Close Calls (Review) Drugs are bad.. m’kay

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CLOSE CALLS

 

THE SETUP

Firstly, I’d just like to say thank you to S & Drive Cinema and Writer/Director, Richard Stringham for allowing me early access to an online screener of his debut feature film, “Close Calls”. Close Calls is a hypnotic Horror/Thriller film about Morgan, a troubled young teen (played by stunning first timer, Jordan Phipps) whose been grounded by her father (Kristof Waltermire) and subsequently forced to deal with a nagging drug problem, her nutty and deteriorating grandma who lives in the attic (played by Janis Duley) and Robbie (Landen Matt), the boy who got her in trouble in the first place. Let’s not forget about Corey  Terrence, the guy infatuated with her. Could he be the perverted caller that’s been constantly ringing the MacKenzie house? Or is it just Morgan’s copious drug use catching up with her? The film also stars Greg Fallon, Carmen Patterson and Star McCann.

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THE GOOD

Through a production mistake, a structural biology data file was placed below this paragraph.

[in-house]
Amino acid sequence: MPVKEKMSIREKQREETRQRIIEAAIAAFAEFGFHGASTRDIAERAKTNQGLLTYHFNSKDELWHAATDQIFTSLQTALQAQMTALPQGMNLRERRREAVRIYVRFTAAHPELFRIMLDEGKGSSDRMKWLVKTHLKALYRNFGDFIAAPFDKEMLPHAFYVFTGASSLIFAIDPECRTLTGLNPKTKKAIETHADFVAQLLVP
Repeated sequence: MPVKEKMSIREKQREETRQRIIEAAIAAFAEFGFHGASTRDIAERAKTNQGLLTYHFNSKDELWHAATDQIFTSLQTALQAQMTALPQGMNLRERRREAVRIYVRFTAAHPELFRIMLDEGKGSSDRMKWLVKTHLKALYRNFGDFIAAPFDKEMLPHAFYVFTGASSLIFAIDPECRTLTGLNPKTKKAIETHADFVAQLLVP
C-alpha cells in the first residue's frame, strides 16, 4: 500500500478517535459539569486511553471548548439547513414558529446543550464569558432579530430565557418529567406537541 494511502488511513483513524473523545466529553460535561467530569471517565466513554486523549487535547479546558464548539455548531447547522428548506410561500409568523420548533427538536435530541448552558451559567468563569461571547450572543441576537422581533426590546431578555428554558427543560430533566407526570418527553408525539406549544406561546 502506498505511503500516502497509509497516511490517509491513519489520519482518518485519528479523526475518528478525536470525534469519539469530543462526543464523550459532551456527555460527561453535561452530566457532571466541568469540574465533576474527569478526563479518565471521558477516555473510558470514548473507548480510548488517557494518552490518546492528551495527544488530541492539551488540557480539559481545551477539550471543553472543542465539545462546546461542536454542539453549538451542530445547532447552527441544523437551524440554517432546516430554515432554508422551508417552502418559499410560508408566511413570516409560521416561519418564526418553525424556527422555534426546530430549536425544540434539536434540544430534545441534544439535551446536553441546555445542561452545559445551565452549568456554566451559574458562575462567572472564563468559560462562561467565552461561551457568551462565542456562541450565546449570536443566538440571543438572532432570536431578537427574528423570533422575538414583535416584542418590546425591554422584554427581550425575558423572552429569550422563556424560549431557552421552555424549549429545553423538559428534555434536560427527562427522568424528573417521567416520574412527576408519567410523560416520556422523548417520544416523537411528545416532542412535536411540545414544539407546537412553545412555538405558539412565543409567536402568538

In the lead up to Close Calls, I had some lengthy and informative discussions with Richard about all things film and quickly discovered that he was as much of a cinephile as myself, and it certainly shows in the collection of ideas behind Close Calls. Stringham is a guy inspired by a multitude of different genres and facets, something that’s evident in the various homages and nods in here to all things horror and its sub-genres. Initially it was the eye-catching 80’s inspired poster art that caught my eye, and then I did a little digging to discover the films apparent parallels to the giallo (one of my favourite types of films), and from there I was sold. The introductory credits are rendered in a nice pink and the font is 70’s in style, it looks great. First time cinematographer, Craig Wynn opens the film with a couple of clever focus pulls and some grounded establishing shots to help set the tone early. Wynn, although under Stringham’s instruction, deserves a tonne of credit for his high quality camera work. The framing is neat, there’s a number of those quick zooms that can be seen in the works of Sergio Martino (Torso) and other films like the infamous cult classic, “Pieces”. There’s an inventive flipped shot and the obligatory character holding a knife POV shot (point of view), those were cool too. My favourite sequences are the gentle tracking shots that follow Morgan around the house, namely the one where she steadily approaches that incessantly ringing phone. The lighting consistently centres around reds and blues, much in the same way Argento did with “Suspiria”. In addition, the harsh sounds that build in the mix are akin to Argento’s masterpiece as well. There’s some clever lighting tricks employed by Stringham, such as the bathroom and mirror sequence, not to mention the set design is rather impressive given the films modest budget. The special effects makeup work is serviceable. The blood flows steady, and with Stringham being a fan of old school practical effects you get that classic approach.